• receives distributions from a foreign trust, receives the uncompensated use of property of a foreign trust, or receives a loan from a foreign trust;
  • is treated as the U.S. owner of a foreign trust under the grantor trust rules; and
  • receives certain large gifts or bequests from foreign persons.

The instructions for Form 3520 include more information about:

  1. who must file a Form 3520;
  2. when and where the Form 3520 must be filed; and 
  3. possible penalties for filing the Form 3520 late or filing incomplete or inaccurate information. 

See Form 3520 filing tips below. See also Gifts from Foreign Persons for information about reporting receipts of certain large gifts or bequests from certain foreign persons.

Form 3520-A

In addition to Form 3520, U.S. persons who are treated as owners of a foreign trust under the grantor trust rules must ensure that the foreign trust timely files a complete and accurate Form 3520-A, Annual Information Return of Foreign Trust with a U.S. Owner , and furnishes the required annual statements to its U.S. owners and U.S. beneficiaries. If a foreign trust fails to file Form 3520-A, the U.S. owner must: 

  1. complete and attach a substitute Form 3520-A to a timely filed Form 3520, and
  2. furnish the required annual statements in order for the U.S. owner to avoid penalties for the foreign trust’s failure to file a Form 3520-A.

The instructions for Form 3520-A include more information about: 

  1. who must file a Form 3520-A or ensure that a Form 3520-A is filed; 
  2. when and where the Form 3520-A must be filed; and 
  3. possible penalties for filing Form 3520-A late or filing incomplete or inaccurate information. The instructions for Form 3520-A and Form 3520 also provide information about filing a substitute Form 3520-A.

Exceptions to filing Forms 3520 and 3520-A

Forms 3520 and 3520-A are not required to be filed for Canadian registered retirement savings plans (RRSPs) and Canadian registered retirement income funds (RRIFs).  See Rev. Proc. 2014-55 (PDF). In addition, Forms 3520 and 3520-A are not required to be filed for certain tax-favored foreign retirement trusts or tax-favored foreign non-retirement savings trusts, provided that the U.S. owner is an “eligible individual” and the tax-favored foreign trust meets certain requirements. See Rev. Proc. 2020-17 (PDF).  Caution: These exceptions do not affect any reporting obligations that a U.S. person may have to report specified foreign financial assets on Form 8938 or any other reporting requirement, including the requirement to file FinCEN Form 114, Report of Foreign Bank and Financial Accounts (FBAR).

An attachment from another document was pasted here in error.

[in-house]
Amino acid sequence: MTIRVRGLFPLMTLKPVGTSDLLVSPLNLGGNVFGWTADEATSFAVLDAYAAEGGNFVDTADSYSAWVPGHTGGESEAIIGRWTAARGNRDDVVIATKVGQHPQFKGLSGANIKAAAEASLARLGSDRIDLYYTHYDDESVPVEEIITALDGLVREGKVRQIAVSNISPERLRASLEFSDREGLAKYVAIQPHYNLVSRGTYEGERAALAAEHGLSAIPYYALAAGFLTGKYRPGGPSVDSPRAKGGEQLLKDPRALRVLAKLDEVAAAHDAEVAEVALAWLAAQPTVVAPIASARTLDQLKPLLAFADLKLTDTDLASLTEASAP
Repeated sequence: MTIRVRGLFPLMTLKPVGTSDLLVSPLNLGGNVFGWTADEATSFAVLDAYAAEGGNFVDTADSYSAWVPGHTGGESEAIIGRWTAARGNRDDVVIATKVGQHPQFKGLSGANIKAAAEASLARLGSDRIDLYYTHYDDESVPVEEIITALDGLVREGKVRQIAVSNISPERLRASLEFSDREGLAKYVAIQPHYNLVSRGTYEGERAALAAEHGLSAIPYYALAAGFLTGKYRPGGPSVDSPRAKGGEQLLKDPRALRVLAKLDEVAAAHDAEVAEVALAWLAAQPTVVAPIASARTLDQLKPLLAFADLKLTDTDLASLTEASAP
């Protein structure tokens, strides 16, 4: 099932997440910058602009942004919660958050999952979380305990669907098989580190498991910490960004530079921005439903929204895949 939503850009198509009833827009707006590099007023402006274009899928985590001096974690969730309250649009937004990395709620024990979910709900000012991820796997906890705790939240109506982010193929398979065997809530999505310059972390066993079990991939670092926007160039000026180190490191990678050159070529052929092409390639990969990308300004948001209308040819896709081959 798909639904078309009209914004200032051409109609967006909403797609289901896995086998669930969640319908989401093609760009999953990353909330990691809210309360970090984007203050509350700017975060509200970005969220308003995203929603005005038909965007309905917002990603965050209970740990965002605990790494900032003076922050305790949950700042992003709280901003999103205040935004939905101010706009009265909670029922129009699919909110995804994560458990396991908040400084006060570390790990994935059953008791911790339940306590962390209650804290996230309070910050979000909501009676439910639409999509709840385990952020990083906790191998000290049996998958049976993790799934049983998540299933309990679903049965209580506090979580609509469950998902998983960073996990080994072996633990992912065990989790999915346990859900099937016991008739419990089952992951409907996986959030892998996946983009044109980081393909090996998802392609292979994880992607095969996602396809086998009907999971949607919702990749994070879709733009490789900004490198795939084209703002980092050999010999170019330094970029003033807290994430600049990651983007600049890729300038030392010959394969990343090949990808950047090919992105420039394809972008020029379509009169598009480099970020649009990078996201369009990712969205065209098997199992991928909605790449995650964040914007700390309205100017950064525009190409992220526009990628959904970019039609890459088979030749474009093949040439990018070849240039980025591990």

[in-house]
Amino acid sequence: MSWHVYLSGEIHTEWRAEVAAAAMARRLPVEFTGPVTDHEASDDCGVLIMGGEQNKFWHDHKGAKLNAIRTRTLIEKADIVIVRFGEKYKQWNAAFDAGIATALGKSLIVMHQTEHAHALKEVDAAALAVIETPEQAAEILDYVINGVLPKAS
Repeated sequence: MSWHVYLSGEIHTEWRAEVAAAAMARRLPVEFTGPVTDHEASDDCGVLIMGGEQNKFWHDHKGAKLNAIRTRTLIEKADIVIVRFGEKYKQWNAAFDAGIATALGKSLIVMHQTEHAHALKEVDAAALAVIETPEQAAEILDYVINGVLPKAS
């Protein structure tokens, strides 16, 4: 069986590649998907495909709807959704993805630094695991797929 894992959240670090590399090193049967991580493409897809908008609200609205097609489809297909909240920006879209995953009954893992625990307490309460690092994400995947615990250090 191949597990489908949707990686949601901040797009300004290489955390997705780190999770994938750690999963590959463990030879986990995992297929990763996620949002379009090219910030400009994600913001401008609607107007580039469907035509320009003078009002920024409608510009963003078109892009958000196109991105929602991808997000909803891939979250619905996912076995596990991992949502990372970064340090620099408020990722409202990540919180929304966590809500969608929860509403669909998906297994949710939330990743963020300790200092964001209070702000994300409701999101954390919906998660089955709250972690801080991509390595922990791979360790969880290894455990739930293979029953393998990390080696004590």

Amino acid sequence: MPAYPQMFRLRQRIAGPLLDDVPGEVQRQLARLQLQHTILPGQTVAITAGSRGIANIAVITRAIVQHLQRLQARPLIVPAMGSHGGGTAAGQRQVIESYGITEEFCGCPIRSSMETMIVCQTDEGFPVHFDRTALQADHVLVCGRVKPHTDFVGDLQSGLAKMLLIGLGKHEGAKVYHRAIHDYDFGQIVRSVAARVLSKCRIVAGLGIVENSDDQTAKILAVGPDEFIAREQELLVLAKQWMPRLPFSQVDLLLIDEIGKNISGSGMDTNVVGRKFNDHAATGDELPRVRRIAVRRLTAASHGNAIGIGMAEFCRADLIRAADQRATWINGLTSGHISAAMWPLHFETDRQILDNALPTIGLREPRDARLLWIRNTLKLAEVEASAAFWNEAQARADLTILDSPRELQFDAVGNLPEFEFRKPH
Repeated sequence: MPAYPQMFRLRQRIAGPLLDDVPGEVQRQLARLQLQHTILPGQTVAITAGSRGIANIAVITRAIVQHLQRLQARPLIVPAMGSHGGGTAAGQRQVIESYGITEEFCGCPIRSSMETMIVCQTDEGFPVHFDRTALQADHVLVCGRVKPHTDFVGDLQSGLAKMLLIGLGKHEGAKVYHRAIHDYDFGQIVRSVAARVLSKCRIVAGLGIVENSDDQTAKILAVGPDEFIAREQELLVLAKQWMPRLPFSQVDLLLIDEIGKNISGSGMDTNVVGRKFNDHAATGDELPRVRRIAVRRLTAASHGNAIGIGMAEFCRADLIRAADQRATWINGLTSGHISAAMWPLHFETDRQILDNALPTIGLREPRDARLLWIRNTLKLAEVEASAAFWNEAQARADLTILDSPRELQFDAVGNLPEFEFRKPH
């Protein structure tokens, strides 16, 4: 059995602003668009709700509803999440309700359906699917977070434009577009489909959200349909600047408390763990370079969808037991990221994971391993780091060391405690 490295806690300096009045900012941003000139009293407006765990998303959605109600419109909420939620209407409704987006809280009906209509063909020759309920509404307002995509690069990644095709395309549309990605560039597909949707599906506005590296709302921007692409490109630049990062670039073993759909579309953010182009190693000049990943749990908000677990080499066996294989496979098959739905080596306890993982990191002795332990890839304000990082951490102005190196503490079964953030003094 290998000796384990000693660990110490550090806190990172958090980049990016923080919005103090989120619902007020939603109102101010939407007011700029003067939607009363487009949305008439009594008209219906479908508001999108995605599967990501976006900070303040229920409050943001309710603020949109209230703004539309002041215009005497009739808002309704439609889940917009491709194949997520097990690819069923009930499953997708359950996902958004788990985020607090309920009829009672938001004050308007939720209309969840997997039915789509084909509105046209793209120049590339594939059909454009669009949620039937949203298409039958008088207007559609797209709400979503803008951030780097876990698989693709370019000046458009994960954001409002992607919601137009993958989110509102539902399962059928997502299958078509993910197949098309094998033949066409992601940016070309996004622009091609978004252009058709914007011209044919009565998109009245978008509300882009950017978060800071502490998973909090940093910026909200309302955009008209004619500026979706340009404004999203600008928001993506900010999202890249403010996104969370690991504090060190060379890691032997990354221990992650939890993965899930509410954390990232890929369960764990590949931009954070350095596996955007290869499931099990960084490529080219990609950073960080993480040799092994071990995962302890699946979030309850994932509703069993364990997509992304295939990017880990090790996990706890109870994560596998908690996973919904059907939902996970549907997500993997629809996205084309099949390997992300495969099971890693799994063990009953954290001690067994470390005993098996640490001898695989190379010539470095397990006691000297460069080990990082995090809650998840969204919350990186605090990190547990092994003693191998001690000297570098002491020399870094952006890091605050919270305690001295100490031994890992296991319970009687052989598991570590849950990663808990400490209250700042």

Form 3520 and Form 3520-A filing tips to avoid penalties

  • Form 3520
    • File Form 3520 by the 15th day of the fourth month following the end of the U.S. person’s tax year, or April 15th for calendar year taxpayers, subject to any extension of time to file that may apply. If you are a U.S. citizen or resident who lives outside the Unites States and Puerto Rico or if you are in the military or naval service on duty outside the United States and Puerto Rico, then the due date to file a Form 3520 is the 15th day of the 6th month following the end of the U.S. person’s tax year.
    • If an extension was filed with respect to your income tax return, be sure to check Form 3520, Box 1k, and enter the form number of the income tax return to avoid your Form 3520 being treated as filed late.
  • Form 3520-A
    • File Form 3520-A using an Employer Identification Number (EIN) for the foreign trust on Line 1b of the form rather than the U.S. owner’s SSN or ITIN. If the foreign trust does not have an EIN, refer to How to Apply for an EIN.